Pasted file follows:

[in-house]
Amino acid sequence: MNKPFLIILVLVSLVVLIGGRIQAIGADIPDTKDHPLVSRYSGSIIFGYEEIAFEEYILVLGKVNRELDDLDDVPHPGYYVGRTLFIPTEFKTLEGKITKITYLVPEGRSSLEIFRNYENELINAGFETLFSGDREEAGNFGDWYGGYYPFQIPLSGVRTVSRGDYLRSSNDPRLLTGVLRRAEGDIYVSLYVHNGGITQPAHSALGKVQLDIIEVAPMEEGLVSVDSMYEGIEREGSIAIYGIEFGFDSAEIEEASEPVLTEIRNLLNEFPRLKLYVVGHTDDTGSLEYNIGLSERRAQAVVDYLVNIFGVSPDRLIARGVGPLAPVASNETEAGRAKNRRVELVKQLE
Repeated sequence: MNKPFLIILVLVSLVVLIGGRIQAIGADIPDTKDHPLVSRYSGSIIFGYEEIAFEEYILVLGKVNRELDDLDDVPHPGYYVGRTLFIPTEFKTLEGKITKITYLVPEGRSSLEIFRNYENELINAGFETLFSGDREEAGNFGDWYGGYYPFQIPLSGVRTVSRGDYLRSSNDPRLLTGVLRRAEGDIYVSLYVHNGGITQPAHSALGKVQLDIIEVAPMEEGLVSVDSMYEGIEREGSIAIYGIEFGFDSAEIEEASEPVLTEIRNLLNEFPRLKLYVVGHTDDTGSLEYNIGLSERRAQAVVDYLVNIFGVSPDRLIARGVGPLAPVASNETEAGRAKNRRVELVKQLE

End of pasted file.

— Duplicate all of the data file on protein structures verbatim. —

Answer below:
[in-house]
Amino acid sequence: MNKPFLIILVLVSLVVLIGGRIQAIGADIPDTKDHPLVSRYSGSIIFGYEEIAFEEYILVLGKVNRELDDLDDVPHPGYYVGRTLFIPTEFKTLEGKITKITYLVPEGRSSLEIFRNYENELINAGFETLFSGDREEAGNFGDWYGGYYPFQIPLSGVRTVSRGDYLRSSNDPRLLTGVLRRAEGDIYVSLYVHNGGITQPAHSALGKVQLDIIEVAPMEEGLVSVDSMYEGIEREGSIAIYGIEFGFDSAEIEEASEPVLTEIRNLLNEFPRLKLYVVGHTDDTGSLEYNIGLSERRAQAVVDYLVNIFGVSPDRLIARGVGPLAPVASNETEAGRAKNRRVELVKQLE
Repeated sequence: MNKPFLIILVLVSLVVLIGGRIQAIGADIPDTKDHPLVSRYSGSIIFGYEEIAFEEYILVLGKVNRELDDLDDVPHPGYYVGRTLFIPTEFKTLEGKITKITYLVPEGRSSLEIFRNYENELINAGFETLFSGDREEAGNFGDWYGGYYPFQIPLSGVRTVSRGDYLRSSNDPRLLTGVLRRAEGDIYVSLYVHNGGITQPAHSALGKVQLDIIEVAPMEEGLVSVDSMYEGIEREGSIAIYGIEFGFDSAEIEEASEPVLTEIRNLLNEFPRLKLYVVGHTDDTGSLEYNIGLSERRAQAVVDYLVNIFGVSPDRLIARGVGPLAPVASNETEAGRAKNRRVELVKQLE